Quote of the Week – Rubbing God’s Ears

Philip Melanchthon traveled to a colloquy in Hagenau after Philip of Hesse’s bigamy became known and was causing a scandal for the Lutherans. (Luther had actually recommended this bigamy for pastoral reasons—definitely not his finest moment.) The sensitive Melanchthon was so troubled by the scandal that by the time he reached Weimar he had already become so sick that he could not continue the trip. He contracted a bad fever and was bedridden.

Luther personally went to see him and arrived in Weimar on June 23, 1540. He found Melanchthon deathly ill, unrecognizable, and unable to hear or speak. Luther later said in one of his table talks that Melanchthon’s eyes had already dimmed like a dead person’s. After Luther expressed his shock, Matthaeus Ratzeberger, court physician for Duke John Frederick I of Saxony and eyewitness to what happened, says that Luther went to the window in the room and prayed an especially bold and earnest prayer. Luther himself seems to have felt the need to explain the boldness of the prayer afterwards either to everyone in the room or privately to Ratzeberger:

Our Lord God had to stand there and take it from me there, for I threw the sack at his door and rubbed his ears with all the promises to hear and answer prayers that I could recount from Holy Scripture, so that he had to hear and answer me if I was going to trust his promises in other matters too.

Luther then took Philip by the hand and said, “Cheer up, Philip, you are not going to die.” He then gave him a short address.

Philip seemed to regain his breath at this. When Luther ran to get him something to eat, Philip refused it, so Luther threatened him: “Listen here, Philip, here’s how it is: You are going to eat for me or I am going to put you under the ban.”

Melanchthon gave in, and from then on he began to recover.

Sources
Christian Gotthold Neudecker, ed., Die handschriftliche Geschichte Ratzeberger’s über Luther und seine Zeit (Jena: Druck und Verlag von Friedrich Mauke, 1850), pp. 103,104

Weimarer Ausgabe, Tischreden 5:129, no. 5407

Quote of the Week – Please Prove Me Wrong

This week’s quote comes from a long letter Martin Luther wrote to Elector Frederick the Wise, Duke of Saxony, on November 19, 1518. Luther historian Martin Brecht says that it is “without a doubt one of the greatest Luther letters” (Martin Luther: His Road to Reformation, p. 262). In it, Luther recounts his hearing before Cardinal Thomas Cajetan and defends his own words and actions there. After his accounting, and asserting that there was nothing he neglected to do except fulfill the cardinal’s demand to recant, he continues:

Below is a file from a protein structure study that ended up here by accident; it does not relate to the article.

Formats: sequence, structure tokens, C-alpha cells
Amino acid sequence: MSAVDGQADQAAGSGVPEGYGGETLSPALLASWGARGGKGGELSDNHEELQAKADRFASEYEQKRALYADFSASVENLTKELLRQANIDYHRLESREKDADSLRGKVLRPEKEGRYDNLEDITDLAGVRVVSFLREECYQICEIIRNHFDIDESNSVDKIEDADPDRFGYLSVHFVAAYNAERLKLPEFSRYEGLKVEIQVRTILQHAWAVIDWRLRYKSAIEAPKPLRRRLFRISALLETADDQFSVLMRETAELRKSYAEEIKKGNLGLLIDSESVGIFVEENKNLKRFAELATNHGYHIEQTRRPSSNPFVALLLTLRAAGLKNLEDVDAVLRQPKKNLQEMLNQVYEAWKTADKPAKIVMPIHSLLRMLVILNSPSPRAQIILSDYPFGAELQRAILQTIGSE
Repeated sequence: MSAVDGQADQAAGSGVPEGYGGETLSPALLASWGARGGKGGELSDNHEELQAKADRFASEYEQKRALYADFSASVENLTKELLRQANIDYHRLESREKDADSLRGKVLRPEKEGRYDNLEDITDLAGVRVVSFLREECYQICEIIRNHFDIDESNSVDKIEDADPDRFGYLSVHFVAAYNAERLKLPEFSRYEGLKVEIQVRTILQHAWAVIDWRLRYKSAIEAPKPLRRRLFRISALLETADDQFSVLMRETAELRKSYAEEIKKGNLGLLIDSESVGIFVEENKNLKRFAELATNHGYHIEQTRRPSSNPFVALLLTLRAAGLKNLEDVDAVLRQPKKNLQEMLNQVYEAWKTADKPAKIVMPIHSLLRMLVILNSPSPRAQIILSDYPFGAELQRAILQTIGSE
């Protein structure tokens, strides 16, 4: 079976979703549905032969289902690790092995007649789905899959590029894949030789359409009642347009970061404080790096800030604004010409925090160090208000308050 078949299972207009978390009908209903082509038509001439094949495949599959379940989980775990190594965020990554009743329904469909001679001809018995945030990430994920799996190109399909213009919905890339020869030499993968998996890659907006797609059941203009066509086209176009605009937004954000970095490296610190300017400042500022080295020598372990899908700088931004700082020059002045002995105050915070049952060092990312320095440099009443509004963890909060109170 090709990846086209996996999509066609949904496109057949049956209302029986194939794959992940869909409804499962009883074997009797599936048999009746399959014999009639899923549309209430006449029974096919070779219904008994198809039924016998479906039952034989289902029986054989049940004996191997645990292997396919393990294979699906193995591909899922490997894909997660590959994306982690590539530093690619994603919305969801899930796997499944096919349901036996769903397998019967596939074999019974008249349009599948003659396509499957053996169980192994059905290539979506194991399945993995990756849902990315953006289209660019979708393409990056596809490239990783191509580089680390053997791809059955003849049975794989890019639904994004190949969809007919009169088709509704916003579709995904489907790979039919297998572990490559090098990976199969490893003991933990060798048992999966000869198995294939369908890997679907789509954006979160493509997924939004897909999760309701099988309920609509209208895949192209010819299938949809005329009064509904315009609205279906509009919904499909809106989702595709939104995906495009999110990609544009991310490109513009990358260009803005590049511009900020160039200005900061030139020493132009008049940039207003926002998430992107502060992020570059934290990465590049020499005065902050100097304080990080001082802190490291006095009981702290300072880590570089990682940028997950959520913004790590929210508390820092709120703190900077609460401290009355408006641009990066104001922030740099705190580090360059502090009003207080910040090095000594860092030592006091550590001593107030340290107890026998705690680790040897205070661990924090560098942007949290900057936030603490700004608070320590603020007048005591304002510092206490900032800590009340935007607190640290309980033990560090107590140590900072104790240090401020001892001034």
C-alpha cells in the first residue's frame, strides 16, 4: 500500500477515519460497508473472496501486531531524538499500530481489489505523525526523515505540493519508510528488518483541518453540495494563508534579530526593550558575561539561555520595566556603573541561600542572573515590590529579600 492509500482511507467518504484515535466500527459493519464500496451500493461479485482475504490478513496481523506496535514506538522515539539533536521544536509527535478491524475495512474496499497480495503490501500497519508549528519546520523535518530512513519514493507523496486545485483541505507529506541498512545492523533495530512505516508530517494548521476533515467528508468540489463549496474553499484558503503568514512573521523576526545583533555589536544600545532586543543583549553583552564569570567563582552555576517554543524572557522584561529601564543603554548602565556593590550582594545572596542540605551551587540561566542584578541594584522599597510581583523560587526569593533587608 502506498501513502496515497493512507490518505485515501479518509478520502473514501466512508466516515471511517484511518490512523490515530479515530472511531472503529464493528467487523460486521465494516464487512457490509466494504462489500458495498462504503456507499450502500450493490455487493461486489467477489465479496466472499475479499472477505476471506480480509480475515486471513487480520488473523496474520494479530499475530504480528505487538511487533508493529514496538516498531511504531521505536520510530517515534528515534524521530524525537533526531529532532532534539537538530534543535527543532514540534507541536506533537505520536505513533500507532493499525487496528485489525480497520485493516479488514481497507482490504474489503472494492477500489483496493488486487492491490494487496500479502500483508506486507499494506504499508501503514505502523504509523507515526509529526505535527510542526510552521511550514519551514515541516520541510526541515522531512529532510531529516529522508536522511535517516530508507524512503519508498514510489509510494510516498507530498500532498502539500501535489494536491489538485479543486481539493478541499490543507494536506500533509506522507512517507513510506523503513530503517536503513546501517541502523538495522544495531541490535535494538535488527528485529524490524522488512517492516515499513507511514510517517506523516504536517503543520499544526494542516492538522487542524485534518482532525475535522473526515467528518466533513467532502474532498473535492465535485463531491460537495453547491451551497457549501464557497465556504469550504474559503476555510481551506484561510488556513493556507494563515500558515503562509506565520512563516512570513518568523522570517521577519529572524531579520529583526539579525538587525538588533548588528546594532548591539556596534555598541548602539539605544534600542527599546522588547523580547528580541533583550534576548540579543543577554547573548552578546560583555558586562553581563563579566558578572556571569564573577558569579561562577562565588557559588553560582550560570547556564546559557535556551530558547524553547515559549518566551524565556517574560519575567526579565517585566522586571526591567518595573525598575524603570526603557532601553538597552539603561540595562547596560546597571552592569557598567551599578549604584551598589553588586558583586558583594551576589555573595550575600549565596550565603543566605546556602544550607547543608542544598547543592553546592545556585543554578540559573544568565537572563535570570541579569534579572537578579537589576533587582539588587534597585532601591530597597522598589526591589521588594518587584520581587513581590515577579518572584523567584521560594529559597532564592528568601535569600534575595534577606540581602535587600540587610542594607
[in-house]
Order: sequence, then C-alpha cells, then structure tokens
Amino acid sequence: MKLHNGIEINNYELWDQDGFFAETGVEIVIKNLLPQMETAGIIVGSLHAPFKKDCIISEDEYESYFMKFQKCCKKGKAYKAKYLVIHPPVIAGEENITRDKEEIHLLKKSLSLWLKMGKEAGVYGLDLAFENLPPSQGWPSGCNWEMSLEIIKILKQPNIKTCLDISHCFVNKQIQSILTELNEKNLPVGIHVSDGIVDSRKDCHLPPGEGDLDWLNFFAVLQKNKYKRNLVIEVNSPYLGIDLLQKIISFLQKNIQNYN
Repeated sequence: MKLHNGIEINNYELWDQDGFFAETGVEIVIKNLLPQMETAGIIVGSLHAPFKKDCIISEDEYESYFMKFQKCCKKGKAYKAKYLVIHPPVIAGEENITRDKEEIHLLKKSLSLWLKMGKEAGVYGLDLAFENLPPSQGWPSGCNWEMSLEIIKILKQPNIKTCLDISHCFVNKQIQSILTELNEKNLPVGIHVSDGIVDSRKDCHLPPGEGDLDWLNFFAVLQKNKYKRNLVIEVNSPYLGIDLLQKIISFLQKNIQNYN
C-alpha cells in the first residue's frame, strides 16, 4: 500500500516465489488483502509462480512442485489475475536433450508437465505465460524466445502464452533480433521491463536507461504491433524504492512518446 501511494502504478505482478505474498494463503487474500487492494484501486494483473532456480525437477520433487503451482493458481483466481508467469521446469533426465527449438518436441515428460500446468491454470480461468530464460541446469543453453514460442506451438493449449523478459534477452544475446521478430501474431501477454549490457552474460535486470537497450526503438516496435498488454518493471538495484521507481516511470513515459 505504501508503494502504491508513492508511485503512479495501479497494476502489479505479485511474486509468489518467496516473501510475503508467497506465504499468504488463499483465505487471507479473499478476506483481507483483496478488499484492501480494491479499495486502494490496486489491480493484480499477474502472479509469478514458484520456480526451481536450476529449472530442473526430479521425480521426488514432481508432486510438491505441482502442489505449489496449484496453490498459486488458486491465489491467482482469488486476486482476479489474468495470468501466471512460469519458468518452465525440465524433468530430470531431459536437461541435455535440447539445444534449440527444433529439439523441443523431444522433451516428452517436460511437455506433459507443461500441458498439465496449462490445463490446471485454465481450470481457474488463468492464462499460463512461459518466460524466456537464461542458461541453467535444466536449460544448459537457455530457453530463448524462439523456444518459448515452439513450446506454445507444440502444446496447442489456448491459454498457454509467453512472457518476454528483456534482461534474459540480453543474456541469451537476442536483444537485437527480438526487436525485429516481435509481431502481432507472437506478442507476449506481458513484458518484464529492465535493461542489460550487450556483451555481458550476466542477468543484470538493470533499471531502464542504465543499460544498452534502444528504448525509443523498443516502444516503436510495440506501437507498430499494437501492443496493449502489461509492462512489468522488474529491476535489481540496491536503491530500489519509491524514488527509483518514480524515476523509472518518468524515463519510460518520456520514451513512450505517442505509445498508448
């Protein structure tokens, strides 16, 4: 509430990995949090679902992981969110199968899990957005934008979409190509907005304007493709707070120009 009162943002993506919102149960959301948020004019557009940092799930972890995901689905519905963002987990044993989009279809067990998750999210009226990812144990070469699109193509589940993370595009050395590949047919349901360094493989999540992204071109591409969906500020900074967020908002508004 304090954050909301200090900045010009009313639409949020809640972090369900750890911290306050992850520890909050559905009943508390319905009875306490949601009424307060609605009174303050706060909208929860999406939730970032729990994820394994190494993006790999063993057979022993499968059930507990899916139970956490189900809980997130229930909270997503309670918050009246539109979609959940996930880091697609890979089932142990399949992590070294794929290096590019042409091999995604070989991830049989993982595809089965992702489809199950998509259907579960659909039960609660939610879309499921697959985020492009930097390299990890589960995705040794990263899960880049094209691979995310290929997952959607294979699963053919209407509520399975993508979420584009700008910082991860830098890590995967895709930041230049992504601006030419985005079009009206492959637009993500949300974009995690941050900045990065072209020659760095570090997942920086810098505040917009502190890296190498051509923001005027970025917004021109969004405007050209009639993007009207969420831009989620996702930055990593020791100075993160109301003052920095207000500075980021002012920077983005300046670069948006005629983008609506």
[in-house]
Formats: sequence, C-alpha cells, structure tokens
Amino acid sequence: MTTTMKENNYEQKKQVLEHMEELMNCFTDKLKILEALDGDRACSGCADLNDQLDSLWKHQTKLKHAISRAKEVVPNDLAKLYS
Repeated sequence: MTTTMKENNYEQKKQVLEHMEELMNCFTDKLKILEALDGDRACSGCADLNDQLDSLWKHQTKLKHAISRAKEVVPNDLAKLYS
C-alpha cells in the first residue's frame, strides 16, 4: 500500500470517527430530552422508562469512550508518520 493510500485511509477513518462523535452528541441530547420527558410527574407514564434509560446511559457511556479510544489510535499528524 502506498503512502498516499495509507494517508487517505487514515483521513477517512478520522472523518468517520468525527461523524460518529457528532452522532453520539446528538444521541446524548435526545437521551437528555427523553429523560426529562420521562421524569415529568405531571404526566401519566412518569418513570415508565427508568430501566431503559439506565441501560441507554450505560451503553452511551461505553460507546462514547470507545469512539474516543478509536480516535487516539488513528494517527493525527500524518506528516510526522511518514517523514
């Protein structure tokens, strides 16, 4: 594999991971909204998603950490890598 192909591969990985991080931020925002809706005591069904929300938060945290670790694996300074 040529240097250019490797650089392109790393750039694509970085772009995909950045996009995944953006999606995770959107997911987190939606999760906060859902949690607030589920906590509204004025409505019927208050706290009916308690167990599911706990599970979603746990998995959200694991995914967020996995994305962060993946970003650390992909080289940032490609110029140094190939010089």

As for the rest, let the most honorable Legatine Lord [i.e. Cardinal Cajetan] or the supreme Pontiff himself condemn, teach, and interpret, but they should not merely say, “You have erred. What you said is wrong.” They should rather point out the error in my writings; they should show what I said that was wrong, cite the proof that they have, reply to the Scripture passages I have quoted; they should do the teaching they boastfully say they have done; they should instruct the man who desires, begs, wishes, and longs to be taught. Not even a [Muslim] Turk would deny me these things. When I am led to see that matters need to be understood in a different way than I have understood them, if I do not recant and do not condemn myself then, most illustrious Prince, then let your Highness be the first to persecute me, to expel me; let the men of our university [in Wittenberg] repudiate me; indeed, I invoke heaven and earth against me, and may my Lord Jesus Christ himself destroy me. I too speak on the basis of certain knowledge, and not on the basis of opinions. I want neither the Lord God nor any creature of God to be favorably disposed toward me, if I do not conform after someone has taught me better than what I have learned.

Source
Dr. Wilhelm Martin Leberecht de Wette, ed., Dr. Martin Luthers Briefe, Sendschreiben und Bedenken (Berlin: G. Reimer, 1825), no. 95, p. 184

Cf. St. Louis Edition of Luther’s Works, vol. 15, no. 238, col. 650.

Quote of the Week – Nurturing Hope

This week’s quote is excerpted from one of the table talks of Martin Luther recorded by his personal friend and secretary Veit Dietrich. The entire table talk, which treats of how a Christian deals with melancholy, is one of the more well known and worth a read (rf. no. 122, LW [AE] 54:16ff). At the time Luther spoke it, Johannes Bugenhagen was on a leave of absence and Luther himself was quite overwhelmed with all his additional duties.

Well then, that venomous spirit, he finds many ways to hurt us. I know I will see him one day, on the Last Day, along with his fiery darts. While we have pure doctrine, he cannot harm us, but if the doctrine gets ruined, then we are done for. But praise be to God, who has given us the Word, and on top of that has had his own Son die for us. He certainly did not do it for nothing. Let us therefore nurture the hope that we are saints, that we are saved, and that this will be clear when he is revealed. If he accepted the robber on the cross like he did, as well as Paul after so many blasphemies and persecutions, then we have no reason to doubt it, and in fact we all must then attain to salvation, like the robber and Paul did.

Source
Weimarer Ausgabe, Tischreden 1:48-49

Quote of the Week – Sin, Death, and Hell Swallowed Up

I apologize for not sharing any quote last week. This week’s quote is taken from Martin Luther’s Tractate on Christian Liberty (1520). Luther originally intended this tractate as a devotional work to accompany a conciliatory letter to Pope Leo X, at the suggestion of papal nuncio Karl von Miltitz. Luther’s own German translation, On the Freedom of the Christian Person, is more widely read, but the original Latin is clearer and more complete (cf. LW 31:329ff).